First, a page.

It was shortly after this that Abraham faced the problem of the fact that his herdsmen and the herdsmen of his nephew Lot were fighting over water and grazing land for their flocks. He was rightly concerned about giving a poor witness to the Canaanites after he had just given public praise and thanks to the Lord as the one true God and his Lord. His solution showed that the grace that God had shown him enabled him to show grace to others. As the elder of the two, as the one to whom God had promised to give all the land of Canaan, he could have chosen first and simply told Lot where he could go to graze his flocks. But graciously, trusting in God’s promise to him, he let Lot choose first.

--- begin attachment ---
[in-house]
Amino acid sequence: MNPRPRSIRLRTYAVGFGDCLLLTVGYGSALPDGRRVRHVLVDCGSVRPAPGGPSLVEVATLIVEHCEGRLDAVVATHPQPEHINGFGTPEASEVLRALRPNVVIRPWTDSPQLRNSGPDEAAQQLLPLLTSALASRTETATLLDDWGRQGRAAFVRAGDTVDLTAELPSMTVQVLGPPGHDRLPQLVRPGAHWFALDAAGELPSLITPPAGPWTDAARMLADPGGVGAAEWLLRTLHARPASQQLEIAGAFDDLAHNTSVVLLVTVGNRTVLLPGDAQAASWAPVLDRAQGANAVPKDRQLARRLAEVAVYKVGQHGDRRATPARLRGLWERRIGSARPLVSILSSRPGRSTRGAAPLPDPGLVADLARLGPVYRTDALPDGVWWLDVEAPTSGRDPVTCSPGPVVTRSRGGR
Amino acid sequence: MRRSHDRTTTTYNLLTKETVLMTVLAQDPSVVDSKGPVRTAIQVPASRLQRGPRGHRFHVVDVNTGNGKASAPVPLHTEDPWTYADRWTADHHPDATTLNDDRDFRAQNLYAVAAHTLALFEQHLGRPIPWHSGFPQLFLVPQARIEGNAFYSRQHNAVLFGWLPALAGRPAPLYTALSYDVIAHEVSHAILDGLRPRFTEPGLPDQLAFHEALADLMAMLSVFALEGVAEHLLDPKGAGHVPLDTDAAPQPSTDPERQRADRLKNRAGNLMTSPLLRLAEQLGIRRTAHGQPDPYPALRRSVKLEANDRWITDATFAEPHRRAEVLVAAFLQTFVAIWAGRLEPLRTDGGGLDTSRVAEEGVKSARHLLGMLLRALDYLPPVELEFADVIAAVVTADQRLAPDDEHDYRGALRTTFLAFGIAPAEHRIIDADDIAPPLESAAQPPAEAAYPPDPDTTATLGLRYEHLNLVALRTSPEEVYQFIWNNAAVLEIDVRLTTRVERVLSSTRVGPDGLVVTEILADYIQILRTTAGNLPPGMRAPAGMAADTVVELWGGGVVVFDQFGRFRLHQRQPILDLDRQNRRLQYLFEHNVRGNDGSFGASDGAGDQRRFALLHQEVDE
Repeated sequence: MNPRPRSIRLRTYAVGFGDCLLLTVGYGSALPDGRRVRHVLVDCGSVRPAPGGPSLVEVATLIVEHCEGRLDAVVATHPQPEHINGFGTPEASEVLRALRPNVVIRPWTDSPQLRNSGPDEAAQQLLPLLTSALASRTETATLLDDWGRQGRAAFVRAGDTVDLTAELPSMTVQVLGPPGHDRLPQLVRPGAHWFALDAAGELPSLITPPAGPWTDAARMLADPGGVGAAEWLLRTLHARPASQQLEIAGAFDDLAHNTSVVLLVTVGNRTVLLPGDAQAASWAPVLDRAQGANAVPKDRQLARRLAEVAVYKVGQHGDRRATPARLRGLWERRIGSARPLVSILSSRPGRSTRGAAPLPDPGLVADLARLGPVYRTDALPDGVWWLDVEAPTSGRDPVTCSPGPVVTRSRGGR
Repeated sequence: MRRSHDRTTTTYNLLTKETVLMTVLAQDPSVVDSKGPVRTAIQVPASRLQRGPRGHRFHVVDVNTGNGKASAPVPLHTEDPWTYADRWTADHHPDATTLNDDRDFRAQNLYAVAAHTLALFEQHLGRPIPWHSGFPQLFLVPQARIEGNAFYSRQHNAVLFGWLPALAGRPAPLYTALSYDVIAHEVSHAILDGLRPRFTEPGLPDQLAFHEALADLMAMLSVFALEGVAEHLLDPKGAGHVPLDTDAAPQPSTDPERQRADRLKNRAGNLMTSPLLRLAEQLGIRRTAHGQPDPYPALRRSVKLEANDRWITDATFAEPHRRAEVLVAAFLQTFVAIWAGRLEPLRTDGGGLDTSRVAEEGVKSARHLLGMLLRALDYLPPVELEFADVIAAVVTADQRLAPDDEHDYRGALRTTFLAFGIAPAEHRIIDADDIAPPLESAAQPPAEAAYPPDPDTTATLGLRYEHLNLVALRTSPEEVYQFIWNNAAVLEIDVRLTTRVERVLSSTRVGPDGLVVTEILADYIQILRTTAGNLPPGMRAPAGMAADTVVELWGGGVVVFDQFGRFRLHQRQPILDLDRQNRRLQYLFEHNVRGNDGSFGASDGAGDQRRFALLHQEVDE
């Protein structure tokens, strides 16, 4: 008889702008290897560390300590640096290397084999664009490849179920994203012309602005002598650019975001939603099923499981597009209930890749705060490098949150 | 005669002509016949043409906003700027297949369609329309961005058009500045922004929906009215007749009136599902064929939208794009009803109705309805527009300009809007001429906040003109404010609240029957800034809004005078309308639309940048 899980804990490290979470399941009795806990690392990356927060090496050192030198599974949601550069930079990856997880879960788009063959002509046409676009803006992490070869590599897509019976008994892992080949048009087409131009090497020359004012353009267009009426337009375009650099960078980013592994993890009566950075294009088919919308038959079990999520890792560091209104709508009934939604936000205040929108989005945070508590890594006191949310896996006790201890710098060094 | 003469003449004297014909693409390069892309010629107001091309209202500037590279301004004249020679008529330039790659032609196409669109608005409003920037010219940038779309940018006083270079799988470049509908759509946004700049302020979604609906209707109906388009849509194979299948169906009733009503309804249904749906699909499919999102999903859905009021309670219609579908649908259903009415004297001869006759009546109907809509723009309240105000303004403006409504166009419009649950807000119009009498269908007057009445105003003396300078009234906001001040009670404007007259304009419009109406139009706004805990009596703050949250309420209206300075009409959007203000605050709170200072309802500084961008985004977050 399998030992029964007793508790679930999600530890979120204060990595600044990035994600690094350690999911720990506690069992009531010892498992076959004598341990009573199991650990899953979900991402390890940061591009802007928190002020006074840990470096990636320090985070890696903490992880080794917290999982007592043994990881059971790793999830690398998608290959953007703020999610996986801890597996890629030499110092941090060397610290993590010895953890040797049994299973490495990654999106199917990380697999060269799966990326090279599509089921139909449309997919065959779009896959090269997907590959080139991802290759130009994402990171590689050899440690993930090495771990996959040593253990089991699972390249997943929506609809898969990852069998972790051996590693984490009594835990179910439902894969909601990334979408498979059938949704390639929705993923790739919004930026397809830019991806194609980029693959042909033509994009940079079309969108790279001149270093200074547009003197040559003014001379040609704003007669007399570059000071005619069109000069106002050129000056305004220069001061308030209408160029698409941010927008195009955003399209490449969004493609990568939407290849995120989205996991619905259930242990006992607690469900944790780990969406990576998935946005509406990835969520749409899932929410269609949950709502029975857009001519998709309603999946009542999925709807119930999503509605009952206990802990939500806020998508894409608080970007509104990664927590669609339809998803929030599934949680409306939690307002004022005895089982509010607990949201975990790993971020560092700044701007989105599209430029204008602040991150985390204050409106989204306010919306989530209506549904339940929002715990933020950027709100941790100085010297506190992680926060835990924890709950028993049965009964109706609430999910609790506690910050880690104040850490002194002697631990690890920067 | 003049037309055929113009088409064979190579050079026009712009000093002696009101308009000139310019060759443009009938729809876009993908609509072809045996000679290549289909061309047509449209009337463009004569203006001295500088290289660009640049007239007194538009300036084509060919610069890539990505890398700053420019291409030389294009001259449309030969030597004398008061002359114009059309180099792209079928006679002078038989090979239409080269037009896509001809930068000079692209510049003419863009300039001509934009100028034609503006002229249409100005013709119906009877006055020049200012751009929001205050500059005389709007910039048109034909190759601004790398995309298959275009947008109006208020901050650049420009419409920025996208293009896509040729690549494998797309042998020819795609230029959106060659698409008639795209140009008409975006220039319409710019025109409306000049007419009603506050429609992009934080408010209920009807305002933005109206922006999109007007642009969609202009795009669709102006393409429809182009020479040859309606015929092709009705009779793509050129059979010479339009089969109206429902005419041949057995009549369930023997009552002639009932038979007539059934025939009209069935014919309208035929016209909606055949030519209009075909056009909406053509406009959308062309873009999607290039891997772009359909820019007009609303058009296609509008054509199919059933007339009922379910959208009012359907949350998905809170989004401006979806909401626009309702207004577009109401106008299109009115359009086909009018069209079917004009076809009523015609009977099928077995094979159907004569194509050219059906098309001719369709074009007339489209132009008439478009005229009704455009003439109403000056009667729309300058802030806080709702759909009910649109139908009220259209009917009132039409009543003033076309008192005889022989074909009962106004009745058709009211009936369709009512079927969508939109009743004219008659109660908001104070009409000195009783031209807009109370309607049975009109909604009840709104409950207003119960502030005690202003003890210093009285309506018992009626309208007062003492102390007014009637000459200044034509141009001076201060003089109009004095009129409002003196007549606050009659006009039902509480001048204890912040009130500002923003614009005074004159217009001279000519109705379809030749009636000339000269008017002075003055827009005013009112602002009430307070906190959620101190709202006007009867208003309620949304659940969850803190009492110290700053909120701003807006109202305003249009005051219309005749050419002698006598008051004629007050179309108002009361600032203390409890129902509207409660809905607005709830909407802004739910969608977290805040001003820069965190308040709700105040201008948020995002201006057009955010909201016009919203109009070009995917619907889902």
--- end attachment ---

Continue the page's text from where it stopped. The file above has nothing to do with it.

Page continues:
How do you fare when you compare yourself to Abraham? Like him we all make foolish and sinful choices in life. Like him, God has not treated us as our sins deserve. In fact, he has often protected and blessed us in spite of our foolish and sinful choices. He has not only kept us from experiencing the full earthly consequences we deserved, but most importantly, he has given Jesus the eternal consequence we deserve. He gave Jesus the Hell we deserve for our sins.